Strengths and limitations

The strengths of our study include its large sample size, sophisticated statistical methods used to estimate gestational weight gain rate, and reliability of the findings owing to sensitivity analysis using different weights for deciding outcomes.

However, our study has several limitations. First, as we used a birth registry database, we did not have antenatal gestational weight gain measurements for most participants, which has been a limitation in most previous studies as well.33 We tried to predict the trajectory of weight gain statistically using total gestational weight gain at delivery; however, this method is hypothetical and could differ from actual measurements. Second, we could only include nulliparous women in our analysis, as we lacked data on previous cesarean delivery. However, as multipara pregnancies are at reduced risk of complicated delivery and preeclampsia, it is likely that optimal gestational weight gain is higher among these women. Third, our database did not include long-term outcomes, such as maternal body weight retention, childhood obesity, or measurements of development, so our analysis was limited to short-term outcomes. Fourth, as our study was conducted among women delivering in Japan only, further research to assess whether findings are generalizable to other Asian populations is needed.

Conclusion

Our study suggests that current Japanese gestational weight gain guidelines maybe lower than the optimal range for women with BMI below 18.5 kg/m2. Optimal weight gain during pregnancy varies largely by pre-pregnancy BMI, and defining those with BMI over 23 kg/m2 as overweight, as proposed by the WHO, may be useful if applying current IOM recommendations to women in Japan or when revising Japanese recommendations in the future.

Conflicts of interest

None declared.

Disclosures

All authors have nothing to disclose.

Contribution of authorship

NM initiated the concept and designed the study to which CN, SCJ, EO and FT gave significant advice. SS collected the data, NM analyzed the data and wrote the initial manuscript, which CN SCJ EO SS FT and HS critically reviewed. All authors approved the final manuscript.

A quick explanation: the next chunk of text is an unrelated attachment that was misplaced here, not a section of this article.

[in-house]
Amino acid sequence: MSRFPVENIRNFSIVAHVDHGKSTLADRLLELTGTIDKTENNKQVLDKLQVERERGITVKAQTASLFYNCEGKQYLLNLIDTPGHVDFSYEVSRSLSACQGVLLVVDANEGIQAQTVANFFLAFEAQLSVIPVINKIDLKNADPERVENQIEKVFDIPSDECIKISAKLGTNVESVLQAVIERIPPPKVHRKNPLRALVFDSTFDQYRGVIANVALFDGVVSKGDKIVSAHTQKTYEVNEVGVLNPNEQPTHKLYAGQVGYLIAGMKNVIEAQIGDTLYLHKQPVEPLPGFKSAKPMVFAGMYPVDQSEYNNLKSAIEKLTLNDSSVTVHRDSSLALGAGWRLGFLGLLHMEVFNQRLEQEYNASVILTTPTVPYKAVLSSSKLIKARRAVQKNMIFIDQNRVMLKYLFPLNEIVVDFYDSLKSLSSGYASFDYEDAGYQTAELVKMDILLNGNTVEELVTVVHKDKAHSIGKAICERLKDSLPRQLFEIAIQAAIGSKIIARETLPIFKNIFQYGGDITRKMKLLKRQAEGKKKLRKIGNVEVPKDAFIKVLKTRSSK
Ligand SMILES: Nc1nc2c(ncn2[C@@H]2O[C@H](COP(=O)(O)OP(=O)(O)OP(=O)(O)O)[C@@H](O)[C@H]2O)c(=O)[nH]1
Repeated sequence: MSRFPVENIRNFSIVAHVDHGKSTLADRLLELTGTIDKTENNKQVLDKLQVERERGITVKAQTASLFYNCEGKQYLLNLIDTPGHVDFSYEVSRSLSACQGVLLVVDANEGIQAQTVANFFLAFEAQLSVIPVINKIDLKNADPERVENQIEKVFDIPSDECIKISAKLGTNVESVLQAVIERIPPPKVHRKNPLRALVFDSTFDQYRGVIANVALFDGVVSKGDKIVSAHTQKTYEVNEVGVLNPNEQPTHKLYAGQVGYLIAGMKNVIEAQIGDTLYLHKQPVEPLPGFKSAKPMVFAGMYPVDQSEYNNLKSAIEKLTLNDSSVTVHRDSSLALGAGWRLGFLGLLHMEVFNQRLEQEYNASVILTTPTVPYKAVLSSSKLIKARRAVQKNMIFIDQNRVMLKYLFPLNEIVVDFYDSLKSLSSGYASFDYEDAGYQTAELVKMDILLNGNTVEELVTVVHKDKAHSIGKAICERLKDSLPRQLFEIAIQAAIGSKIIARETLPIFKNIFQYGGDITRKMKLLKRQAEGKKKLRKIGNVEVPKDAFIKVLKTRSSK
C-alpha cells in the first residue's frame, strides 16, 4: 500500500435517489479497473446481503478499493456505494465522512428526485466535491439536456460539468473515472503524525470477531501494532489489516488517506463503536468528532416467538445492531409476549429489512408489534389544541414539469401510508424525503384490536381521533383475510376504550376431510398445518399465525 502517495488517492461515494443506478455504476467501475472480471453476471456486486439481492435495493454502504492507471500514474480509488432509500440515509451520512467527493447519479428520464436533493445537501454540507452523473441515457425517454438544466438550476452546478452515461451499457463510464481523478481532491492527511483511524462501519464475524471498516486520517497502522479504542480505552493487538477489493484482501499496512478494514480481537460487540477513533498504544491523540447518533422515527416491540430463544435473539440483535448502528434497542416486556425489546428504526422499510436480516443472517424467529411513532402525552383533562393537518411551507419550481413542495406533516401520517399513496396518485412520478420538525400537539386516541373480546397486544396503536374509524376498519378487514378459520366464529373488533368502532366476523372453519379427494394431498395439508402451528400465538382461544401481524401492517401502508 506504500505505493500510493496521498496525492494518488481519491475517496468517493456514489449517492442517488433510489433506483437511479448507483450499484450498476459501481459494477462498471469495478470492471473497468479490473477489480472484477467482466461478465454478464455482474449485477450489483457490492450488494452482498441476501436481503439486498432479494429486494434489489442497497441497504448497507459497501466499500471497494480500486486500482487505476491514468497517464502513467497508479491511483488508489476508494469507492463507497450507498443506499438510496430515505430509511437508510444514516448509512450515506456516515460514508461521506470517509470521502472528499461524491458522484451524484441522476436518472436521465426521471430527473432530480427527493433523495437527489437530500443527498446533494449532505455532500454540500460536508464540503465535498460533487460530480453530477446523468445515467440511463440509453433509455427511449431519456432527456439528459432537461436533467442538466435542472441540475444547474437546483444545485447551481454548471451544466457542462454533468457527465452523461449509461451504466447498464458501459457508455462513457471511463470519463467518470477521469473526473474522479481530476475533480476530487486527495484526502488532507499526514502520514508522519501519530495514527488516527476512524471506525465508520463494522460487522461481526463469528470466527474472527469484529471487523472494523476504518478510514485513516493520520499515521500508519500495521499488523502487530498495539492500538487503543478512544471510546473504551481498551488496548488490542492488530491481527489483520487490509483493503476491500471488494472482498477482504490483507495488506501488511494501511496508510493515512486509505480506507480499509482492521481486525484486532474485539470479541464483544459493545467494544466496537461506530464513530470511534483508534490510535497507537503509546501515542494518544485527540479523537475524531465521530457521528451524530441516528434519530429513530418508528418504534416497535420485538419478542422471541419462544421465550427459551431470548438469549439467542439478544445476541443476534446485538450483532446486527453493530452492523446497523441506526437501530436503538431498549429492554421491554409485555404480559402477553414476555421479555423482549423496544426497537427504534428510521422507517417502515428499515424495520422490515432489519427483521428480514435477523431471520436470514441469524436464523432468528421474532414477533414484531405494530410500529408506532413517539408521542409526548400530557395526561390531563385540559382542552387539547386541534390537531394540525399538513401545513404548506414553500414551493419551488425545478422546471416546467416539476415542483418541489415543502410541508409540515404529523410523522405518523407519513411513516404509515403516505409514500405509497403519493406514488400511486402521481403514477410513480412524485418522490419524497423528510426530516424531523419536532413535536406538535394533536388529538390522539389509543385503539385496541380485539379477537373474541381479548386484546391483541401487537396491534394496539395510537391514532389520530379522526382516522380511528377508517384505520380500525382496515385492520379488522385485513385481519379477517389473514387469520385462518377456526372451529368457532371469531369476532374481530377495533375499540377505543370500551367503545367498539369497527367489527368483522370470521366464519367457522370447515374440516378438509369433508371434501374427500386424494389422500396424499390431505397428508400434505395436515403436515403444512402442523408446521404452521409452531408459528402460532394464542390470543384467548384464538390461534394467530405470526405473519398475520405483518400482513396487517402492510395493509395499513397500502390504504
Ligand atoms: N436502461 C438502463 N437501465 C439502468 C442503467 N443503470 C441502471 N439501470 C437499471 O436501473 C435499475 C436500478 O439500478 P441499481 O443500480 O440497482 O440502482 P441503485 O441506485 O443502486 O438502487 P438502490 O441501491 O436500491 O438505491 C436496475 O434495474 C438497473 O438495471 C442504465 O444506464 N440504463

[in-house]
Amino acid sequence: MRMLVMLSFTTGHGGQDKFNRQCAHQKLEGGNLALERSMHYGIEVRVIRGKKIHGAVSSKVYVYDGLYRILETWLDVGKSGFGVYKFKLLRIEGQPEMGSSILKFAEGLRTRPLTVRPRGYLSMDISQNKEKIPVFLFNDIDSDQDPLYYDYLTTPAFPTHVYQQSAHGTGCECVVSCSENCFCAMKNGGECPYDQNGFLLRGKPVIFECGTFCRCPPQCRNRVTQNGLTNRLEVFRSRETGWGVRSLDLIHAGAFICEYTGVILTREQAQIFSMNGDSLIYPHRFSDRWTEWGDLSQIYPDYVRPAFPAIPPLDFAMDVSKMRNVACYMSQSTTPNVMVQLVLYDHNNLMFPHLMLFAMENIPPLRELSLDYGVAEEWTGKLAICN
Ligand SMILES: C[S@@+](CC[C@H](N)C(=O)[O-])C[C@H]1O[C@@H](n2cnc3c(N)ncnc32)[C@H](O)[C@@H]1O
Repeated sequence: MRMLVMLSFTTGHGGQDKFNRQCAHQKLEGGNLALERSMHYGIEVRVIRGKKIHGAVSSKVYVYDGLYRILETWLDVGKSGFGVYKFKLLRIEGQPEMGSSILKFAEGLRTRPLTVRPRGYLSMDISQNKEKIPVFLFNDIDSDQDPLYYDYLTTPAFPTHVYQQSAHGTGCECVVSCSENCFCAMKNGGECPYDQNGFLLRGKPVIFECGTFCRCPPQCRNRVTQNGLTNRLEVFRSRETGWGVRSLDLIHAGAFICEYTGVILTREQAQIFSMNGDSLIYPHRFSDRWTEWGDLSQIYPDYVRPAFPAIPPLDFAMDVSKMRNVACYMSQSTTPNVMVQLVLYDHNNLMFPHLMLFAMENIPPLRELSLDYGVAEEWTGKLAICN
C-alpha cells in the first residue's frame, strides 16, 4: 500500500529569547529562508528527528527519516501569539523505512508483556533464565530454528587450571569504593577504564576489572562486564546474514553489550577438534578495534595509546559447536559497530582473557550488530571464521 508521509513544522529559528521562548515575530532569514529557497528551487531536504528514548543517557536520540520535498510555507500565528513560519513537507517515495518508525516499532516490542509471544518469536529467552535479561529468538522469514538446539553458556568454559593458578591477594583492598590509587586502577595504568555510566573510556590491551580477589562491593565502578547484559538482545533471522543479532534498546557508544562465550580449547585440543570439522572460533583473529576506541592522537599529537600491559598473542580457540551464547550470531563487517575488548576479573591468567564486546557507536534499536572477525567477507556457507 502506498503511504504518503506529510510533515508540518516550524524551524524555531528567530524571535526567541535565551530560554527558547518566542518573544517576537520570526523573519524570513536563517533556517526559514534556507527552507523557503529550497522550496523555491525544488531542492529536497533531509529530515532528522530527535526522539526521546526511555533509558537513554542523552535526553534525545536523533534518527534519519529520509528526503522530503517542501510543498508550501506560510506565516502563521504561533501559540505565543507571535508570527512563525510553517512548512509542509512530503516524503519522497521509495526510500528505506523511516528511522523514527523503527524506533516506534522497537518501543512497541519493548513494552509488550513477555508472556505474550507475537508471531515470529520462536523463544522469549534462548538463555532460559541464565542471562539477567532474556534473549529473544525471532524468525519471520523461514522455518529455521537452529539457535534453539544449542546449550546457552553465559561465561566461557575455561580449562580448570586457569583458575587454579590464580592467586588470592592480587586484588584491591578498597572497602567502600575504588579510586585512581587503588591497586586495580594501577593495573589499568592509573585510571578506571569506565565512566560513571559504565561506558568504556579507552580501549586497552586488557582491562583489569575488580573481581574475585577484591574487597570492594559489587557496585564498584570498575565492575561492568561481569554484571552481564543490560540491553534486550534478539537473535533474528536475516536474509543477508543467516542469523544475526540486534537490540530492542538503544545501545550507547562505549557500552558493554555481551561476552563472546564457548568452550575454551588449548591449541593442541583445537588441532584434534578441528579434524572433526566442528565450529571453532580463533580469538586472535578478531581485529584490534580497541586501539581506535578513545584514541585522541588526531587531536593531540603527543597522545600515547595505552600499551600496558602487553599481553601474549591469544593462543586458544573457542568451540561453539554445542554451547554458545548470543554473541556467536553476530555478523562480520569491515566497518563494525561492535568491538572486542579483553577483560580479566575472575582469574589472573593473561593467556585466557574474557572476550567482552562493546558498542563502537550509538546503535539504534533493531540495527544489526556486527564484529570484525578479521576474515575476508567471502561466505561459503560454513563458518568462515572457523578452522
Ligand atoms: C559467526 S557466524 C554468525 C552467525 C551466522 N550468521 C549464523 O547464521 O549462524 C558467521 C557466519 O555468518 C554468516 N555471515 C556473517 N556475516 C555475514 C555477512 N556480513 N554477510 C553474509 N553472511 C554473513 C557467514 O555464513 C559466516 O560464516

Details of ethical approval

The protocol for this study was approved by the Institutional Review Board of the National Center for Child Health and Development on November 27, 2012 (#2012-9).

Funding

NM was supported by the Uehara Memorial Foundation Research Grant, Japan Society for the Promotion of Science (KAKENHI 26870889) and the Japan Ministry of Health, Labor and Welfare (H28-ICT-001). NM and SS were supported by the Japan Agency for Medical Research and Development (AMED-6013). EO was supported by the U.S. National Institutes of Health (K24 HD 069408, P30 DK 092924). The funding sources had no involvement in the study design; collection, analysis, or interpretation of data; the writing of the report, nor the decision to submit the article for publication.

Acknowledgments

We thank Emma L. Barber at the National Center for Child Health and Development for her editorial support. We thank Dr. Kohei Ogawa and Dr. Yuri Nishi at the National Center for Child Health and Development for distribution and collection of doctor questionnaires. We thank the Japan Society of Obstetrics and Gynaecology Perinatal Committee as well as all participating hospitals for the provision of the data used.

Footnotes

Peer review under responsibility of the Japan Epidemiological Association.

Appendix ASupplementary data related to this article can be found at http://dx.doi.org/10.1016/j.je.2016.09.013.

Appendix A. Supplementary data

The following is the supplementary data related to this article: